10. Comedian: Regarding your claim that “the scriptures never specifically state we evolved over billions of years or were created in a matter of days,” the first part is a profound grasp of the obvious, and the second part is just plain wrong. The Bible does, in fact, say that the world was created in a matter of days, although some scholars say the meaning of a “day” in scripture is not necessarily a 24-hour period.

    And the book of Genesis does, in fact, include two accounts of creation:


  11. The Comedian

    It isn’t wrong. The first book of Genesis is a poem. So, again, it’s a matter of interpretation. Also, saying “two stories” is different than saying “two accounts.” The exact quote from the piece you linked states: “But the first 11 chapters of Genesis, in which two different stories of creation are told.” He says TWO DIFFERENT stories. So your assumption that my statement was incorrect is absolutely misguided. As to the first point that really grapsed the obvious, I thought it was necessary to state since you used the teaching of evolution over creationism as an example of how the Catholic church has already diverged from super conservative theology.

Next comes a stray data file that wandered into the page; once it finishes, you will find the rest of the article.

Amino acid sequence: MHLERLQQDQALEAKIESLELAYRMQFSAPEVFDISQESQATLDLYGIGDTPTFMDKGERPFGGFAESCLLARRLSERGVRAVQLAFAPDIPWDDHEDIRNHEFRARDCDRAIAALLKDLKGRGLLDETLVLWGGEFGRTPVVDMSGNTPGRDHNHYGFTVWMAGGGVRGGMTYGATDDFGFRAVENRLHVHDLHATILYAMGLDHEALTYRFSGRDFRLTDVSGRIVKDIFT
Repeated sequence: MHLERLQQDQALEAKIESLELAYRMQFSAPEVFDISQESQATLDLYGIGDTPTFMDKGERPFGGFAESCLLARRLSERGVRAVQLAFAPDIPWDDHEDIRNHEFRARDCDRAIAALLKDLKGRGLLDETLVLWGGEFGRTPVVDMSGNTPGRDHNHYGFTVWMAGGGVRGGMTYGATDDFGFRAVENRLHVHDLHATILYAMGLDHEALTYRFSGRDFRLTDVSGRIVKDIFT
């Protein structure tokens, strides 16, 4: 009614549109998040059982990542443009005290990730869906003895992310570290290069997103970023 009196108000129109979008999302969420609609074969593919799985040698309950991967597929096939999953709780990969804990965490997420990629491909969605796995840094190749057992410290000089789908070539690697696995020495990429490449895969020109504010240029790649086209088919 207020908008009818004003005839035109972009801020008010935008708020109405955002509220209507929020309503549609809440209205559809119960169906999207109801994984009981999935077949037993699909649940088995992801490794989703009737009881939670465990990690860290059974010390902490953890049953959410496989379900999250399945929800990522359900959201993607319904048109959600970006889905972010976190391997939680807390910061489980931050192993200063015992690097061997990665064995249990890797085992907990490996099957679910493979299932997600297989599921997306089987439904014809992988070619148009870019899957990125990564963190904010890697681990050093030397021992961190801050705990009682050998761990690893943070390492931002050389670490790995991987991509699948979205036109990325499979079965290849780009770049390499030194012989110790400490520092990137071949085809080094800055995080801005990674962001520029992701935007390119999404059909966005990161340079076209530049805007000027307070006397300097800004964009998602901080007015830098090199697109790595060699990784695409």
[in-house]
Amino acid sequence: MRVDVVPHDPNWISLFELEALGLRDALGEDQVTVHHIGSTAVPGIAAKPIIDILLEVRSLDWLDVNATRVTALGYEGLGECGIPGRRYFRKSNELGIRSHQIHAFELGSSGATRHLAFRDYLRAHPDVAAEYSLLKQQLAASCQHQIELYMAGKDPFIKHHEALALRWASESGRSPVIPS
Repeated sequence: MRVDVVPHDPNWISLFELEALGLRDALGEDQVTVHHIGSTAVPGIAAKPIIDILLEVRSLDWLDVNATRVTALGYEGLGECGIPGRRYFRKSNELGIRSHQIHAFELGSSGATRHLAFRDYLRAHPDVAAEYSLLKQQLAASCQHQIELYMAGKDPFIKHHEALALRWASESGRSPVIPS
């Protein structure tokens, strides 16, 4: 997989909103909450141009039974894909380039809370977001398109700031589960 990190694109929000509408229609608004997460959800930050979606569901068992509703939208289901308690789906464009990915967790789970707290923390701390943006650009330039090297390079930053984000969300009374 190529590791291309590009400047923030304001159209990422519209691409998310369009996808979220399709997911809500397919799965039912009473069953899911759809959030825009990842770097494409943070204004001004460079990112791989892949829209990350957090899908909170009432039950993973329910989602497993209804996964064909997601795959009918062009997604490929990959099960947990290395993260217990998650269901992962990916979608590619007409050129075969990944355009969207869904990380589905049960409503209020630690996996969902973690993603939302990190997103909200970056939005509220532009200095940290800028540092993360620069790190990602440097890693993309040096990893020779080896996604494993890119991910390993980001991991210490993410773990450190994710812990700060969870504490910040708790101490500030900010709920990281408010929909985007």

12. The Comedian says:
    I just think it would benefit Catholicism to show the world that the Church isn’t a bunch of rich old white establishment men.

    That may have already happened:

  13. Can we expect the Catholic change with the next Pope? I don’t really think so. Cardinal Marc Ouellet, formerly the archbishop of Quebec City, has the best odds of replacing Pope Benedict XVI, but he is an extremely conservative man who will definitely not want the Catholic Church to change. He is expected to be the continuity of Pope Benedict XVI.